Made of bamboo and machined to fit the 9.7- or 12.9-inch iPad Pro models, the Canvas Creator is about as natural as it gets. At 0.75- by 12.2- by 9.4- and 0.75- by 14- by 11.5-inches, respectively, the two models fit well on school desks. There are also models that provide some room on the side for a book or pile of papers, but these extend a few more inches.

It has been well sanded and has rounded corners, but the Canvas Creator base’s bamboo wood is unfinished and could stand to be oiled or protected with a polyurethane coating for longevity. On the other hand, if you spill something on it or it gets too dirty to clean, you can always just lightly sand the surface.

The pad fits perfectly into the Canvas Creator base with the screen nearly surface flush with the base. On the downside, the iPad’s side buttons and the rear-facing camera become inaccessible once it’s in place. It has a soft felt lining so that the iPad’s back doesn’t get scratched. If you like, the Canvas Creator base can easily be screwed into place on desks or a lab bench so that kids come into the class or lab and put their iPads into place.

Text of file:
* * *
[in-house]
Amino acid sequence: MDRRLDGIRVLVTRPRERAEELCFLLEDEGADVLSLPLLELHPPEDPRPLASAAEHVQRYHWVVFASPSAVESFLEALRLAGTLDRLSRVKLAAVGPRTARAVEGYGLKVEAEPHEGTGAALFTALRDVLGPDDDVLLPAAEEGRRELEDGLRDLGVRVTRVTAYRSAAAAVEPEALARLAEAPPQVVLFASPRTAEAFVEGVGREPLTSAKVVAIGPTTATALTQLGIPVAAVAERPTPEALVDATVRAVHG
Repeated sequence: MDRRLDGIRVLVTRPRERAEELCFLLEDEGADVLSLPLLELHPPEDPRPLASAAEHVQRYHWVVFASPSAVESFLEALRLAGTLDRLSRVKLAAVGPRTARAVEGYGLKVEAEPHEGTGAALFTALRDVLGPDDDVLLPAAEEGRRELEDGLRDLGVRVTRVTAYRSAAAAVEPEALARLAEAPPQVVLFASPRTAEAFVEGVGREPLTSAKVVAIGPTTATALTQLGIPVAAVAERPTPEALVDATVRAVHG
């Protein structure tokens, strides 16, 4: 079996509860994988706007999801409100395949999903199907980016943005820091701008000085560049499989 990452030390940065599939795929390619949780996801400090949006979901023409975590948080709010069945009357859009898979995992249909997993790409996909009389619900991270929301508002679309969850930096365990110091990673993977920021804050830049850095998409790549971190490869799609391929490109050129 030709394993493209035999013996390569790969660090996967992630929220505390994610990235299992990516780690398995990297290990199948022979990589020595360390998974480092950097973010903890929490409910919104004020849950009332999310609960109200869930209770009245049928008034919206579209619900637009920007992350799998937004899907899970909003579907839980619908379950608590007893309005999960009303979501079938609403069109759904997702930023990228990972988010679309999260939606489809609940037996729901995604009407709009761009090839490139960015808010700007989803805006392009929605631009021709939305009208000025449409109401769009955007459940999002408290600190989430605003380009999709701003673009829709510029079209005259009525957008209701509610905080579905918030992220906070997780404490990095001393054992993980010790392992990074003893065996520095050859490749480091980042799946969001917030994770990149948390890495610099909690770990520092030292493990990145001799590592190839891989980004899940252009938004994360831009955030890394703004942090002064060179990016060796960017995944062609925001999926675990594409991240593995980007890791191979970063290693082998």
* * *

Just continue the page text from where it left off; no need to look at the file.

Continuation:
To the right is a slot for Apple’s iPad Pencil stylus. It’s easy to drop in and remove, but the Canvas Creator base lacks a tether to keep it from getting dropped or lost. It’s not a surprise because the Pencil doesn’t have a place to attach a chain or string.

There’s also a handy trough for holding a phone, short book or a clipboard with papers – my favorite. If you want to work with the iPad upright or share something with a small group, you can put it into the slot. It sits at a comfortable 150-degree angle and is just as good with the slate sitting horizontally or vertically.